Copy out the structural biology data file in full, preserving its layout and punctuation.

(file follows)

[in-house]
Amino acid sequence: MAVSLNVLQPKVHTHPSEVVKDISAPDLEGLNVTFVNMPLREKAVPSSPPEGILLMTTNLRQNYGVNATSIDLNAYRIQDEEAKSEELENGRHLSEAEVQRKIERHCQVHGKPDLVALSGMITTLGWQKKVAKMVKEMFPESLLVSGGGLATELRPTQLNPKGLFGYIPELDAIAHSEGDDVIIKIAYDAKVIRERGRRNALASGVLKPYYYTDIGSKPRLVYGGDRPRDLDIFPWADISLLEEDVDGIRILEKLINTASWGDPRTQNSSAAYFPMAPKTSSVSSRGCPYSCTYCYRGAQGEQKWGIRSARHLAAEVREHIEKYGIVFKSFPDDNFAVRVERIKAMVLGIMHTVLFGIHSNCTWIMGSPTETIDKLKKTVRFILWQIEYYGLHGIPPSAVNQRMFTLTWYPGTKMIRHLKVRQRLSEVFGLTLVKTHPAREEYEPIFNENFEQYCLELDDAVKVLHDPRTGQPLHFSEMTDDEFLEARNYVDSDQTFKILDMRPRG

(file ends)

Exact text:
[in-house]
Amino acid sequence: MAVSLNVLQPKVHTHPSEVVKDISAPDLEGLNVTFVNMPLREKAVPSSPPEGILLMTTNLRQNYGVNATSIDLNAYRIQDEEAKSEELENGRHLSEAEVQRKIERHCQVHGKPDLVALSGMITTLGWQKKVAKMVKEMFPESLLVSGGGLATELRPTQLNPKGLFGYIPELDAIAHSEGDDVIIKIAYDAKVIRERGRRNALASGVLKPYYYTDIGSKPRLVYGGDRPRDLDIFPWADISLLEEDVDGIRILEKLINTASWGDPRTQNSSAAYFPMAPKTSSVSSRGCPYSCTYCYRGAQGEQKWGIRSARHLAAEVREHIEKYGIVFKSFPDDNFAVRVERIKAMVLGIMHTVLFGIHSNCTWIMGSPTETIDKLKKTVRFILWQIEYYGLHGIPPSAVNQRMFTLTWYPGTKMIRHLKVRQRLSEVFGLTLVKTHPAREEYEPIFNENFEQYCLELDDAVKVLHDPRTGQPLHFSEMTDDEFLEARNYVDSDQTFKILDMRPRG